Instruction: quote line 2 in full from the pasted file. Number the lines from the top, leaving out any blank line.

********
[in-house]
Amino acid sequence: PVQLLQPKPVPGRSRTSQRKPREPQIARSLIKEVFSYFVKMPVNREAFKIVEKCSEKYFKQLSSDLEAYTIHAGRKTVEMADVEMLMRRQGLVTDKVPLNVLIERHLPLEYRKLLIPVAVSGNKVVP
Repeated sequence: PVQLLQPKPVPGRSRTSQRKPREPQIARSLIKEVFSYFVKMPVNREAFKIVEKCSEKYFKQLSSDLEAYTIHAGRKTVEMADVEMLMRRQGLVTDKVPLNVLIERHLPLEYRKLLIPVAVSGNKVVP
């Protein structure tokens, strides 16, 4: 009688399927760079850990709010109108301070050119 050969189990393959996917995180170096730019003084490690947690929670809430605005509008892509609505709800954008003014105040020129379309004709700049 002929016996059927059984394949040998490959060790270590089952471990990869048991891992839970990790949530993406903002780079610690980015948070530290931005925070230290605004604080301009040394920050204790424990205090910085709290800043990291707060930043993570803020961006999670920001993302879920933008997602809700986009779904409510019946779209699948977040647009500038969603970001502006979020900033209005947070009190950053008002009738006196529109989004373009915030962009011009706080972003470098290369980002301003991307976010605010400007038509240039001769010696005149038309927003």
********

Amino acid sequence: PVQLLQPKPVPGRSRTSQRKPREPQIARSLIKEVFSYFVKMPVNREAFKIVEKCSEKYFKQLSSDLEAYTIHAGRKTVEMADVEMLMRRQGLVTDKVPLNVLIERHLPLEYRKLLIPVAVSGNKVVP